The delivery of the 2019-20 budget by Scott Morrison’s Liberal-National coalition, and the budget-in-reply speech made by Labor leader Bill Shorten have both contributed to setting out some of the battle-lines between the major parties for the forthcoming national election.
The electoral context in which these two significant pre-election speeches were made could not be more difficult for the Coalition government. Having suffered a severe anti-government swing at the 2016 election that reduced the Coalition margin in the lower house to the barest minimum, neither the Liberal nor National parties can afford to lose any more seats to Labor. Indeed, the Coalition must win back some seats, either from the Labor party or by regaining seats like Indi and Wentworth that are currently held by independents.
All these objectives look like forlorn hopes. Opinion polls have been indicating a persistent majority two party vote for the Labor opposition for nearly three years. Labor needs only a uniform two-party swing of one per cent to secure the seats necessary for a lower house majority. This election really is Labor’s to lose.
In light of this, the budget really was the last chance for the government to try to reverse what looks like a slide towards a substantial defeat. This reality was actually a key theme to Australian treasurer Josh Frydenberg’s budget, and resonated with the promises made in the treasurer’s speech to bring forward tax cuts and to expedite a major infrastructure construction program. The promise to spend large amounts of money on rail and roads sounded almost Laboresque in its grandiosity.
The Frydenberg budget, should it be enacted, would result in a significant stimulation of the economy. Clearly the government hopes that this implied promise of better times via stimulation of public infrastructure will appeal to an electorate that has had to contend with stagnant wages and rising costs. The Coalition has targeted the hip-pocket in the hope of resurrecting its political fortunes.
Bill Shorten’s approach, meanwhile, was based less on emphasising state economic boosterism. Instead, the opposition leader targeted low income earners with promises of more generous tax cuts than those proposed by the Coalition. He also sought to return attention to Medicare with extensive promises to enhance the public health system particularly with respect to treating cancer.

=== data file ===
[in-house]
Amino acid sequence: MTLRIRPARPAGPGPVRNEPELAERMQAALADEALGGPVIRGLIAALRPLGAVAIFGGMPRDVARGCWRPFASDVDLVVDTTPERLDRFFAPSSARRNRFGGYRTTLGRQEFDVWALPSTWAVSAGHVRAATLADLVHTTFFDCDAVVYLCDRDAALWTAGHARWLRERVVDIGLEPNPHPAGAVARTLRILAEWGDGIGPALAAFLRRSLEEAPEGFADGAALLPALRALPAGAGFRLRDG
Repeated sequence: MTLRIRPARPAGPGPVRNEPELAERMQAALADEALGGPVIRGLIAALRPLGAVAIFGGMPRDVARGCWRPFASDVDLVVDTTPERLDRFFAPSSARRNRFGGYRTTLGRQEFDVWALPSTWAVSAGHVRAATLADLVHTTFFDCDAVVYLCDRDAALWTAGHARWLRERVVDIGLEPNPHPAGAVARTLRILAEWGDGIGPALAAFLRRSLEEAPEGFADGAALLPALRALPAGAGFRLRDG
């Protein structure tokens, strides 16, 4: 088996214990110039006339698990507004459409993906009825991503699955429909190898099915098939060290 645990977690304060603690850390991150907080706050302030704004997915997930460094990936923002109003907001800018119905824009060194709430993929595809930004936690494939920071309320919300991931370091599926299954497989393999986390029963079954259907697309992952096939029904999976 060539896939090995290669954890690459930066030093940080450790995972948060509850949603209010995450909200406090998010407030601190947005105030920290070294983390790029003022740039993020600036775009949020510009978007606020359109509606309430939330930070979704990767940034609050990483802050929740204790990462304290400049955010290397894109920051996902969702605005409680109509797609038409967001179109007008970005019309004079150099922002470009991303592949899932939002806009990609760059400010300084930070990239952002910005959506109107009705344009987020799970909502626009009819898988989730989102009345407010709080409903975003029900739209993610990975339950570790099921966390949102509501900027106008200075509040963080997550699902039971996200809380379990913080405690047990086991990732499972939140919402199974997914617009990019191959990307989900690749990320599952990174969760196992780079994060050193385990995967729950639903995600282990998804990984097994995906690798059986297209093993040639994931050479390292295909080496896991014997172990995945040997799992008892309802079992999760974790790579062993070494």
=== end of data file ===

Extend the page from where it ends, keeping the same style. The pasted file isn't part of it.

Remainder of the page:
This was an interesting aspect of the budget-in-reply. The opposition leader is clearly of the view that voters prefer Labor to the coalition when it comes to health policy. Indeed, there is a view that Labor’s strong commitment to Medicare was one of the reasons why it did so well against the Malcom Turnbull-led Coalition back in 2016.
Be this as it may, there was also a sense that, in outlining an extensive array of measures designed to alleviate the cost of cancer treatment under the auspices of the public health system, Labor presented a budget based on a commitment to expanding the welfare state. Labor is probably as committed to state boosterism and infrastructure provision to an extent equal to or greater than that of the Liberal party. The emphasis in the speech on welfare provision and a commitment to expanding Medicare did contribute to the sense that the Labor approach was quite different to that of the Coalition approach and its emphasis of macro-economic stimulation.
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There was another interesting side to the budget-in-reply. Labor has spent a lot of time projecting itself as a party committed to greenhouse gas emission reductions as part of its climate change policy. The budget in reply made some passing reference to climate change, but the emphasis on detailing health policy circumvented the need to be more forthcoming on environmental policy. This was a clever tactic. The budget-in-reply was targeting swinging voters in the outer suburbs and the regional cities. Labor’s obsession with climate change is more about its battle with the Greens in the inner city electorates of Melbourne and Sydney.
The difference in emphasis so obvious in the budget and the alternative budget seeks to re-enforce a sense of difference between Labor and the Coalition at a time when both sets of parties seem willing to cut taxes and encourage infrastructure provision.
The budgets thus give the beginning of the election campaign the feel of being about policy. It remains to be seen how long this nuanced approach will last. In all likelihood, it won’t last very long. Labor’s real objective will be to highlight the Liberal and National disunity particularly over its leadership. The Coalition’s objective is to exploit the fact that opinion polls show the voters do not like or trust Bill Shorten. The campaign might have started with an emphasis on policy as a consequence of the close proximity of the budget to the calling of the election. This won’t last once the election is called.
* Dr Nick Economou is a Senior Lecturer in Politics and International Relations at Monash University.